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Efforts to Restrict Gene Patenting and Licensing Would Threaten Advances in Public Health and Harm the National Economy

February 12, 2010
On February 4th, BIO hosted a media briefing on how efforts to restrict gene patenting and licensing would threaten advances in public health and harm the national economy.

Participants included:

  • BIO President & CEO Jim Greenwood;

  • Senator Birch Bayh, co-author of the Bayh-Dole Act;

  • Brian Stanton, Ph.D., Task Force Member on Intellectual Property and Access to Genetic Testing;

  • Jim Davis, Ph.D., J.D., General Counsel of Human Genome Sciences, Inc.;

  • Jon Soderstrom, Ph.D., Managing Director of the Office of Cooperative Research at Yale University.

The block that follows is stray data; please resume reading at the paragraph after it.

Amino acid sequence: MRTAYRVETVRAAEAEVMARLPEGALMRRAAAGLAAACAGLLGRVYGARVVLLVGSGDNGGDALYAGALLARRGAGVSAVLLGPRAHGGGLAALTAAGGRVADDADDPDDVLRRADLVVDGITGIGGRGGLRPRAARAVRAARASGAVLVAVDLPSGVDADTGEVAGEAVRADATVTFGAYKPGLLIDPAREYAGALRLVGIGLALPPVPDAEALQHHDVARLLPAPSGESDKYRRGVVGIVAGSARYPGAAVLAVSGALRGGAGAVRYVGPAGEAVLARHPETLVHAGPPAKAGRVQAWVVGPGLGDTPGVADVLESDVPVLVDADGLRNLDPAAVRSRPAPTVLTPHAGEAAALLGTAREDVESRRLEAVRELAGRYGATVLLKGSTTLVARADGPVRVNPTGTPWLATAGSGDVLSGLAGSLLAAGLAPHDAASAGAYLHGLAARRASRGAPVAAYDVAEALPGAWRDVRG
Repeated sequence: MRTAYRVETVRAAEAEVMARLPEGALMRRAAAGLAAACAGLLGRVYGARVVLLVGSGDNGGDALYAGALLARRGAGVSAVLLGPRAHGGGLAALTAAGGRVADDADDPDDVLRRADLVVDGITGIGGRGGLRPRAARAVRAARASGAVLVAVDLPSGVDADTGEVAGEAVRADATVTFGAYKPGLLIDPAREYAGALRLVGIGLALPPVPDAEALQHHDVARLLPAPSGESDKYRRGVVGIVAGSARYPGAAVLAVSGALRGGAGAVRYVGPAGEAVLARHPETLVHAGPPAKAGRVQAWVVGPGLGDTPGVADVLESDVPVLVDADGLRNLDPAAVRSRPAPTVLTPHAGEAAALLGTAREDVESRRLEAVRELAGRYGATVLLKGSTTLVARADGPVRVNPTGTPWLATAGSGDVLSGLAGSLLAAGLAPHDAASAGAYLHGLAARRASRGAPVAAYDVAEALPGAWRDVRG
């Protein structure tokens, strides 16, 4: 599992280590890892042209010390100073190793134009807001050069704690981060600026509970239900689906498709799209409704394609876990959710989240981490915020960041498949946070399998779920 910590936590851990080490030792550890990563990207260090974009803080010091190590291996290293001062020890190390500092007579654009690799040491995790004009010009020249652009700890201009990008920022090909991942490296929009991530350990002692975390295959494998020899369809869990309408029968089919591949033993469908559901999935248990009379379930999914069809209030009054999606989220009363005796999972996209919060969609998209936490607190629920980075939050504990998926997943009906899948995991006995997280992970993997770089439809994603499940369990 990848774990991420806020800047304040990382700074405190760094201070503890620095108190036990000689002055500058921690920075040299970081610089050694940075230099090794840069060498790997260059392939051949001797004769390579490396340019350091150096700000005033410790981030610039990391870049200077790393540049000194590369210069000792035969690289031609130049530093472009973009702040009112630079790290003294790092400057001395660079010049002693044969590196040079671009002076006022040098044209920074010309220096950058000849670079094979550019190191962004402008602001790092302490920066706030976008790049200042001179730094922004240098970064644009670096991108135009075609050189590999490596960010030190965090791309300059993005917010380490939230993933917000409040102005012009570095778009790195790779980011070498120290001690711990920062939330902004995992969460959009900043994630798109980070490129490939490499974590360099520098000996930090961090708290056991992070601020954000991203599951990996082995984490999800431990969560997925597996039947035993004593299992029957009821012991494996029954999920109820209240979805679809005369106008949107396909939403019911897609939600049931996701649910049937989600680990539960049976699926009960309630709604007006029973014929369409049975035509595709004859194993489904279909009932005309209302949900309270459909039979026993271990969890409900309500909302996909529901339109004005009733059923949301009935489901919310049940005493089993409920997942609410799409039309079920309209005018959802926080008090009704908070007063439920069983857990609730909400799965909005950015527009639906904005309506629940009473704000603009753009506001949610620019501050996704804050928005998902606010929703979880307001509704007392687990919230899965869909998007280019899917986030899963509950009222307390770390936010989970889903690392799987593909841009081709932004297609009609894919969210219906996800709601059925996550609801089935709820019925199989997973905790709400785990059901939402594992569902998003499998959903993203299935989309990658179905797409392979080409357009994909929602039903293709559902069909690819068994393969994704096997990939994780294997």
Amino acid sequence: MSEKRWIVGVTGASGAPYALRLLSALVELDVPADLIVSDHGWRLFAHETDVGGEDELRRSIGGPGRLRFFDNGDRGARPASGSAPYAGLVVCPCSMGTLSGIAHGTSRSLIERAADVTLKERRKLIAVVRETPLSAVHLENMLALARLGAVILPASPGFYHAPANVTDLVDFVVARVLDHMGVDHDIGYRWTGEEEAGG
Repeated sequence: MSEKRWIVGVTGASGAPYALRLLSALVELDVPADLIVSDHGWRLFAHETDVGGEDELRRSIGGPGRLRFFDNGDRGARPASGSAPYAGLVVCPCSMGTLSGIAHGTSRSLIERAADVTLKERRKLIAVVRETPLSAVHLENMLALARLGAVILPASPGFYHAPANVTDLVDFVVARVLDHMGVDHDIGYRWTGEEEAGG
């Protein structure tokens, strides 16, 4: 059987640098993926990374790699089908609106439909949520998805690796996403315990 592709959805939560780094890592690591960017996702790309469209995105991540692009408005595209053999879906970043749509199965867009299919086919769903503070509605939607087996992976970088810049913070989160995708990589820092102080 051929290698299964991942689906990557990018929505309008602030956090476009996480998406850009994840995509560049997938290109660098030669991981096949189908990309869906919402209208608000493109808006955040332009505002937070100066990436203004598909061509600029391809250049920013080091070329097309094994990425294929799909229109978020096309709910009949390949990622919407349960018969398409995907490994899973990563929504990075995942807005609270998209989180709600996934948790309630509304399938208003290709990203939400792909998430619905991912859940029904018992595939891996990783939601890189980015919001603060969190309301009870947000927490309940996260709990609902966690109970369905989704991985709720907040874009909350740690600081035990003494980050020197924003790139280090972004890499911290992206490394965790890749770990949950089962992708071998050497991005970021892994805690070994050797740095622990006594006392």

At the briefing, BIO released a letter to Health and Human Services Secretary Kathleen Sebelius regarding the potentially harmful recommendations of the Secretary’s Advisory Committee on Genetics, Health and Society (SACGHS) in its Report on Gene Patents and Licensing Practices and Their Impact on Patient Access to Genetic Tests.

BIO was joined on the letter by the Association of University Technology Managers (AUTM), Genetic Alliance, the Wisconsin Alumni Research Foundation (WARF), and more than 20 other stakeholders in urging Secretary Sebelius to reject the Committee’s recommendations and to ensure that the fundamentals of the innovation system put in place nearly 30 years ago through the Bayh-Dole Act are preserved.

A podcast of the briefing is available for download.